Australian Lawyer Caught on Video Stealing Two Paintings From Gallery But Avoids Conviction With Amnesia Claim

There is an interesting ruling out of Australia where lawyer Michael Gerard Sullivan, 54, has succeeded in avoiding a conviction for theft. That would seem rather surprising since Sullivan previously pleaded guilty after being captured on CCTV taking the two paintings of the Katoomba Fine Art Gallery in December 2008. However, Sullivan claimed amnesia and Judge Jennifer English agreed with the diagnosis and declined to record the conviction.

Sullivan said that amnesia was behind his work as an art thief. His lawyers backed up the claim with two psychiatric reports which found that he had dissociative amnesia. He said that he did not remember this actions.

The condition is defined as

“mental illnesses that involve disruptions or breakdowns of memory, consciousness, awareness, identity, and/or perception. When one or more of these functions is disrupted, symptoms can result. These symptoms can interfere with a person’s general functioning, including social and work activities, and relationships….With this disorder, the degree of memory loss goes beyond normal forgetfulness and includes gaps in memory for long periods of time or of memories involving the traumatic event. . . . Dissociative amnesia is not the same as simple amnesia . . . With dissociative amnesia, the memories still exist but are deeply buried within the person’s mind and cannot be recalled. However, the memories might resurface on their own or after being triggered by something in the person’s surroundings.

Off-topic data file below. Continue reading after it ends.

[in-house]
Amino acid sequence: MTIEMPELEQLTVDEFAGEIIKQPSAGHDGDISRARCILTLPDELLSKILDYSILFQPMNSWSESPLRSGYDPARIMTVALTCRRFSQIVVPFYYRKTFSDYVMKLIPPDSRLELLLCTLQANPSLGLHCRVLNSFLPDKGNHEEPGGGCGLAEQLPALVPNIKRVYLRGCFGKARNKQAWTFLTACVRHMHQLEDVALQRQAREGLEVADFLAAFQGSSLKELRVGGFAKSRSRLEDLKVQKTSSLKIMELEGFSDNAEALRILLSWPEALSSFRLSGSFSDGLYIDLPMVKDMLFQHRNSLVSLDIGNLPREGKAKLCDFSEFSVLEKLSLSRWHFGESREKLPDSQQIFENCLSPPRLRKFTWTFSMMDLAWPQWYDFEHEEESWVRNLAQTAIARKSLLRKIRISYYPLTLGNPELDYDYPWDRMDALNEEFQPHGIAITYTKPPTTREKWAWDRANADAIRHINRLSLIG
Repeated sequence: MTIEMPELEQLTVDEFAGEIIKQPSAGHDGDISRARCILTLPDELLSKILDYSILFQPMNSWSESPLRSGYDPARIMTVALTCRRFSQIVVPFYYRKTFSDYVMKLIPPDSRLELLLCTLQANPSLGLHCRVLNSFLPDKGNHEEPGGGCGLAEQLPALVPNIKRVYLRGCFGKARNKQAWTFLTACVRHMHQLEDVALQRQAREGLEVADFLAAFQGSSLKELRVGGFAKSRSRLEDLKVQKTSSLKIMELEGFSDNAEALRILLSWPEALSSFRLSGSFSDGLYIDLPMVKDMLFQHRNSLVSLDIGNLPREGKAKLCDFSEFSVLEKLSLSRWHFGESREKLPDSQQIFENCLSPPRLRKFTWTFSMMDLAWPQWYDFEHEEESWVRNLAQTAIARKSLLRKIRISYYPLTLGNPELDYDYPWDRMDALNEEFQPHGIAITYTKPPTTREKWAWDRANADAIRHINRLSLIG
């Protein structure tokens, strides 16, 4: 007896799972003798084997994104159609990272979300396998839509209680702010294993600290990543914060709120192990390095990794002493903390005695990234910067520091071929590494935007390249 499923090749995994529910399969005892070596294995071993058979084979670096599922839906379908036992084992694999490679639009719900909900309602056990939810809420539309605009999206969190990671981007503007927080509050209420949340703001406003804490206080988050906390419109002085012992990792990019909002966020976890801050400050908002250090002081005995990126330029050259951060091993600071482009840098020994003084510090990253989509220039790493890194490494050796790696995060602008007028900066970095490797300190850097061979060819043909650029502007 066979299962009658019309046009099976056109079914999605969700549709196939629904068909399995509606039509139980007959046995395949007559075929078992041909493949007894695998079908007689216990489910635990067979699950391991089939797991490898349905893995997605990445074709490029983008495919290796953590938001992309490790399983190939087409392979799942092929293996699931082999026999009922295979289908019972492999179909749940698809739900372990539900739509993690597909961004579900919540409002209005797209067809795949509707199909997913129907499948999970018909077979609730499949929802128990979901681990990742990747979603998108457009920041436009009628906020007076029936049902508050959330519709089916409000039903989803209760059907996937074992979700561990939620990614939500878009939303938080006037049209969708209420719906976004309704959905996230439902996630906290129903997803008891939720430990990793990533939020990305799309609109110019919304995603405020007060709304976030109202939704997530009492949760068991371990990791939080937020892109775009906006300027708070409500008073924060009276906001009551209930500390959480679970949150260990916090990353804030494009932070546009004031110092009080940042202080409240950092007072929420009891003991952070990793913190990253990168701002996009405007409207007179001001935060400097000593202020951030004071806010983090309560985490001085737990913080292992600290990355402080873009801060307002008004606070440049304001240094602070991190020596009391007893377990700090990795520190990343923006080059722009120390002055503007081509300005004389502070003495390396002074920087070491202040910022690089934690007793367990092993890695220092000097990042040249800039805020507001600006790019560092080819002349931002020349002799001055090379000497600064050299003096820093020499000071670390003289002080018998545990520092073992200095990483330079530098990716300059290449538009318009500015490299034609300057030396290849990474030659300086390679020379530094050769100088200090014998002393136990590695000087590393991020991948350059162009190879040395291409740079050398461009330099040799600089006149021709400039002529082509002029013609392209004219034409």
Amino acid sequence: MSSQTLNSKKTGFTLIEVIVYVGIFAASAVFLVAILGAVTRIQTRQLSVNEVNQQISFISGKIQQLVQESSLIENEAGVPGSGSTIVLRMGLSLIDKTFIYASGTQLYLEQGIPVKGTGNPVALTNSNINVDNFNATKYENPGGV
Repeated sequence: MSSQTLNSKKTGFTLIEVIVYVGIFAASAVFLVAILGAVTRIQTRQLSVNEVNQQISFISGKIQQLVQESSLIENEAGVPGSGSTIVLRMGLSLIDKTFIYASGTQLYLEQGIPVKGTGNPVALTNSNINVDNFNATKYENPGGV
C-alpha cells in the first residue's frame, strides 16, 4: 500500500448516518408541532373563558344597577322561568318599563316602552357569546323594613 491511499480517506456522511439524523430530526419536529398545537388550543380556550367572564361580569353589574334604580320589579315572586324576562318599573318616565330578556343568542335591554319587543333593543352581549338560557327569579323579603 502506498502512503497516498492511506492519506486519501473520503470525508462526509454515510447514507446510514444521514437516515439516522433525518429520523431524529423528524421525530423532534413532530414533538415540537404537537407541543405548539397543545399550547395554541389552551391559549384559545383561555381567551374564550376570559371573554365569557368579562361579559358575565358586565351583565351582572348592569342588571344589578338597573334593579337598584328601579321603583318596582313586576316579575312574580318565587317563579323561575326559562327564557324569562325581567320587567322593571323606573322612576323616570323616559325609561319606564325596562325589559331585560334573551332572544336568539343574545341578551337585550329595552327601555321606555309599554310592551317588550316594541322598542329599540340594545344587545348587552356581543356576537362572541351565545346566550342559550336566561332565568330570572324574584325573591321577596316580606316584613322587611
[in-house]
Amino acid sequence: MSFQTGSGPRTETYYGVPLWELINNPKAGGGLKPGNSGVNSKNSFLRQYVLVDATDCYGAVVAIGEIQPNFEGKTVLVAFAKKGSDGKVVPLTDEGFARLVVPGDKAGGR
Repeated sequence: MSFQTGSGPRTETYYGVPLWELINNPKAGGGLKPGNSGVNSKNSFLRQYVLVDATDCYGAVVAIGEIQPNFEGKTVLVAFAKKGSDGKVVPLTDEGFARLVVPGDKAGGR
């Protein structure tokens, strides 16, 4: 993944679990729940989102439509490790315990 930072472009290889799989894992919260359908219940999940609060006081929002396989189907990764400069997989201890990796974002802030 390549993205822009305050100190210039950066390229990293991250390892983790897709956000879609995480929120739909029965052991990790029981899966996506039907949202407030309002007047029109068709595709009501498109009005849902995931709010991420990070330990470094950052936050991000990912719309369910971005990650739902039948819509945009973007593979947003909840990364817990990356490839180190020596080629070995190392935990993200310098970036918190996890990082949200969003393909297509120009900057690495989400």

While there is a medical basis for the diagnosis and Judge English clearly concluded it was genuine, it is a handy condition to have documented for, let’s say, a trip to the Louvre in Paris?

Source: ABC

12 thoughts on “Australian Lawyer Caught on Video Stealing Two Paintings From Gallery But Avoids Conviction With Amnesia Claim”

  1. Normally I don’t read article on blogs, however I wish to say that this write-up very forced me to take a look
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  2. Waldo,

    My qualifications in judging the use of DSM in legal matters is null. Maybe yours is larger.

    But I think there is something called a fugue, when the
    conscious mind is not in action when actions are taken. Check on that and see if you think it has any relevance here.

  3. It seems that the condition makes you forget certain events. Does it also cause you to do things as well (like stealing artwork), kinda like a temporary insanity defense? Otherwise, I don’t see the relevance. You may have no memory of your crime, but that doesn’t make you any less culpable for having committed it. Assuming it was scientifically possible, could I avoid conviction for a crime by having my memory of it erased? Of course not!

  4. Couseau would end up carrying them out the door showing his badge and saluting at the man’s car door.
    The french style salute. You know, when they then go on to swat a fly annoying them with the exposed palm.

  5. I dream like that most nights.

    My productions have more involved dialogue (impossible ones for me to write) and of course no costs for staging so the scenery is wild: molehills which become precipitously high Alps, out of envy, while I ride them up to the clouds, etc.

    Good try Peter. The abandoned warehouse gets old.

    DSM is DSM. Any port in a legal storm.

    Speaking of warehouse productions, one of the best was based on the andy warhol era and “Walk on the Wild Side” music. Not a fan, but it was good.

  6. Hmmmm…. AN excellent defense….. But will it work in the US….. Good lawyering often involves good relationships with the judge and prosecutor……. Just saying…..

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